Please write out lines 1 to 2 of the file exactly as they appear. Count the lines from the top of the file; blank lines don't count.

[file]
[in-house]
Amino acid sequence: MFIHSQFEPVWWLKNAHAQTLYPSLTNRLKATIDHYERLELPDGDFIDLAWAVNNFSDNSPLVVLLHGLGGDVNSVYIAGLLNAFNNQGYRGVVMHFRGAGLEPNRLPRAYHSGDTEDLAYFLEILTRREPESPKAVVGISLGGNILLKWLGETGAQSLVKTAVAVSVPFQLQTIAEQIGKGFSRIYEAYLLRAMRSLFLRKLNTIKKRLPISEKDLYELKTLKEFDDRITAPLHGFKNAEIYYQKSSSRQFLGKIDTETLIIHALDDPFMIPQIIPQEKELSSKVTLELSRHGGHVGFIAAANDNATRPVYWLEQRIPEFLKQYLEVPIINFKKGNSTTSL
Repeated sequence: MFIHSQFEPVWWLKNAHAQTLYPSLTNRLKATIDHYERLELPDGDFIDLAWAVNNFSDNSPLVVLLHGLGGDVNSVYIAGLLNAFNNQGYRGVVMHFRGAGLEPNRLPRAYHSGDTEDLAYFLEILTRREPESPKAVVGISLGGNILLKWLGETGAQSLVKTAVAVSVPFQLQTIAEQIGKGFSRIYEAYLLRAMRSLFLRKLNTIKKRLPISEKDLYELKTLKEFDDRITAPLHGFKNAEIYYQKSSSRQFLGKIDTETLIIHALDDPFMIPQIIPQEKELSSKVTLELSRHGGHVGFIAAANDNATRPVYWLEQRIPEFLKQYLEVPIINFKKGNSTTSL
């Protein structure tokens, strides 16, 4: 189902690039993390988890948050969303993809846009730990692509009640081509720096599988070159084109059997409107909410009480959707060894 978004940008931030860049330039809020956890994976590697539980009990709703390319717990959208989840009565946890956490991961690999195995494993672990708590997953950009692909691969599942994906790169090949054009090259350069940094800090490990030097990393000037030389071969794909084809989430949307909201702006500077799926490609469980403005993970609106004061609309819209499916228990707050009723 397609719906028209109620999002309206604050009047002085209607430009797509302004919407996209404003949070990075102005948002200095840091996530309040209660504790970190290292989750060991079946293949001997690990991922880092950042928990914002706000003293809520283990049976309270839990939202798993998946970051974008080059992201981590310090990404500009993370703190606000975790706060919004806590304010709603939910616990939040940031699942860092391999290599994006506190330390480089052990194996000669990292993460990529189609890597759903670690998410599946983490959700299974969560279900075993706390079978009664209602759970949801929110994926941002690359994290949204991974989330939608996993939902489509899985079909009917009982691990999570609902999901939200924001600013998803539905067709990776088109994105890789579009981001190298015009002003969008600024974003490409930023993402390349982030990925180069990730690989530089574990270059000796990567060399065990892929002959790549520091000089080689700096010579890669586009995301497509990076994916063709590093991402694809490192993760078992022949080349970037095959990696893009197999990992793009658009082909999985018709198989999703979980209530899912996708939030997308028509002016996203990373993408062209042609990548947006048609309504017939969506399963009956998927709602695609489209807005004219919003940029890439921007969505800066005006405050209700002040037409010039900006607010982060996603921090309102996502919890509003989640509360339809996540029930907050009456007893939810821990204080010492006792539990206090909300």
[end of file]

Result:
[in-house]
Amino acid sequence: MFIHSQFEPVWWLKNAHAQTLYPSLTNRLKATIDHYERLELPDGDFIDLAWAVNNFSDNSPLVVLLHGLGGDVNSVYIAGLLNAFNNQGYRGVVMHFRGAGLEPNRLPRAYHSGDTEDLAYFLEILTRREPESPKAVVGISLGGNILLKWLGETGAQSLVKTAVAVSVPFQLQTIAEQIGKGFSRIYEAYLLRAMRSLFLRKLNTIKKRLPISEKDLYELKTLKEFDDRITAPLHGFKNAEIYYQKSSSRQFLGKIDTETLIIHALDDPFMIPQIIPQEKELSSKVTLELSRHGGHVGFIAAANDNATRPVYWLEQRIPEFLKQYLEVPIINFKKGNSTTSL